When Miami Police Department (MPD) officials recommended firing Capt. Javier Ortiz last month, his attorney said the move would end up costing taxpayers more money.
He was right.
In the past week, attorneys with a prominent police union filed two lawsuits against the MPD in Miami-Dade County circuit court, alleging department leaders violated Florida law on officers' rights, and they tell New Times
more complaints are on the way.
"We have five complaints pending right now dealing with four individuals who allege violations of the [Law Enforcement Officers' Bill of Rights]," Griska Mena, an attorney with the South Florida Police Benevolent Association (SFPBA), tells New Times.
"The city is not abiding by the statutes."
The Law Enforcement Officers' Bill of Rights is a set of provisions laid out in Florida Statute 112.532
that protect police and correctional officers in the event they are investigated for alleged misconduct.
The first two complaints filed against the department last week are on behalf of Javier Ortiz.
Those complaints redact the name of the complaining officer, and Mena told New Times
she could neither confirm nor deny the identity of her clients owing to their right to confidentiality. But the facts alleged in the complaint coincide with New Times' previous reporting on the most recent MPD investigations into Ortiz
for allowing his subordinates to sign off on his overtime requests and for stopping a speeding motorist on a highway exit ramp in an alleged violation of departmental policy. Disciplinary documents attached to both court complaints also match reprimands against Ortiz obtained by New Times.
In a reprimand memo related to the improper overtime allegation, top MPD officials recommended terminating the controversial captain
Ortiz's new complaints allege that the MPD violated Ortiz's rights by allowing its internal investigations to exceed 180 days (a required expiration window under the Law Enforcement Officers' Bill of Rights) and note that MPD Chief Manuel "Manny" Morales declined a request from Ortiz's attorney to convene a panel to review the department's investigation for impropriety.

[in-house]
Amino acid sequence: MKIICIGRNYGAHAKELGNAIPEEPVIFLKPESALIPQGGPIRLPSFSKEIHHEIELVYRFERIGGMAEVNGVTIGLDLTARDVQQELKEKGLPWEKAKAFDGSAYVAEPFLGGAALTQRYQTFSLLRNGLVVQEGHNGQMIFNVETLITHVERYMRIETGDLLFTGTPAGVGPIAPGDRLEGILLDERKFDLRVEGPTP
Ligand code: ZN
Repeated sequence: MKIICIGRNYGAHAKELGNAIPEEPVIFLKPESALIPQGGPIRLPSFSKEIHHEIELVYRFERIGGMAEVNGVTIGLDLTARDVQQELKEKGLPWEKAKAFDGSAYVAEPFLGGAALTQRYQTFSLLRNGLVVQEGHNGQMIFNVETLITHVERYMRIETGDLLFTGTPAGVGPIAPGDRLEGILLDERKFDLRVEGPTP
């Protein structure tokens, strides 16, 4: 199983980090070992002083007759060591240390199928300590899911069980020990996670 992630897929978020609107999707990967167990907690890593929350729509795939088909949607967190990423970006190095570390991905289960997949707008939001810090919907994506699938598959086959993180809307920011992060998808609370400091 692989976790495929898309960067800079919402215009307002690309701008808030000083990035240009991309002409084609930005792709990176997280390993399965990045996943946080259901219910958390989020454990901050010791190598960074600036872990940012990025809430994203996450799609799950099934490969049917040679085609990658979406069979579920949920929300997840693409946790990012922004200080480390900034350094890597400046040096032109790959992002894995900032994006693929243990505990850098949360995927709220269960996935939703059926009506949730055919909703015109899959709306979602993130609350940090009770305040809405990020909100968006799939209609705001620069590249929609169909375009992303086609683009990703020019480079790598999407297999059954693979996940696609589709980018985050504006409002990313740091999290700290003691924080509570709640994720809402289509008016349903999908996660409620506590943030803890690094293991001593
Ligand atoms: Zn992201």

In both complaints, Ortiz seeks a declaratory judgment ordering the department to undertake the requested review.
The MPD says its inquiry into Ortiz's alleged improper overtime began on October 27, 2021, 16 days after Morales became interim chief in the wake of former Chief Art Acevedo's ouster
. But according to one of Ortiz's court complaints (attached to the end of this article), the investigation must have started a month earlier, after a Miami City Commission meeting on September 27 during which Commissioner Joe Carollo complained about Ortiz in the presence of then-Assistant Chief Morales and other top brass.
Ortiz received an "intent to discipline" notice based on the allegations on April 20, 2022. If the inquiry began on September 27, then the investigation would have exceeded its expiration date by 25 days.
Mena says three complaints from other MPD officers are in the filing queue on the circuit court's online docket this week, each alleging similar statutory violations during internal investigations.
Records show that when Mena sought to have a compliance review board determine whether Ortiz's and her other clients' rights were violated, Chief Morales denied the request.
"Dear Ms. Mena, [after] review and consideration of your correspondence dated July 19, 2022, your request for a compliance review panel in this matter is denied," Morales replied to Mena in a July 20 email attached to the complaint.
Mena says Morales sent identical emails to her regarding her four other complaints (one from Ortiz relating to the traffic stop, the remainder from three unidentified officers).
"I find it very hard to believe the chief had time to review all the specifics of our allegations in less than 24 hours. We're now asking that the court order the department to have these hearings to determine whether or not our clients' rights were violated," Mena says.
Reached by New Times
on Monday, the MPD declined to comment, citing pending litigation.
Ortiz is no stranger to lawsuits, having cost the city hundreds of thousands of dollars
in civil proceedings stemming from allegations of abuse of power and excessive force against citizens. Last year, Florida Department of Law Enforcement investigators found that the majority of complaints from citizens against Ortiz have been dropped
or allowed to expire without action after 180 days.
Mena says the new SFPBA complaints are not limited to one officer's conduct but seek to strike at what the union views as unfair internal investigations.
"These four individuals are not alike in any shape or form, but they are all suffering from the same bad practice," she says. "There’s a lot of very good officers in this department and we want to make sure that if they're gonna be investigated, they get investigated fairly."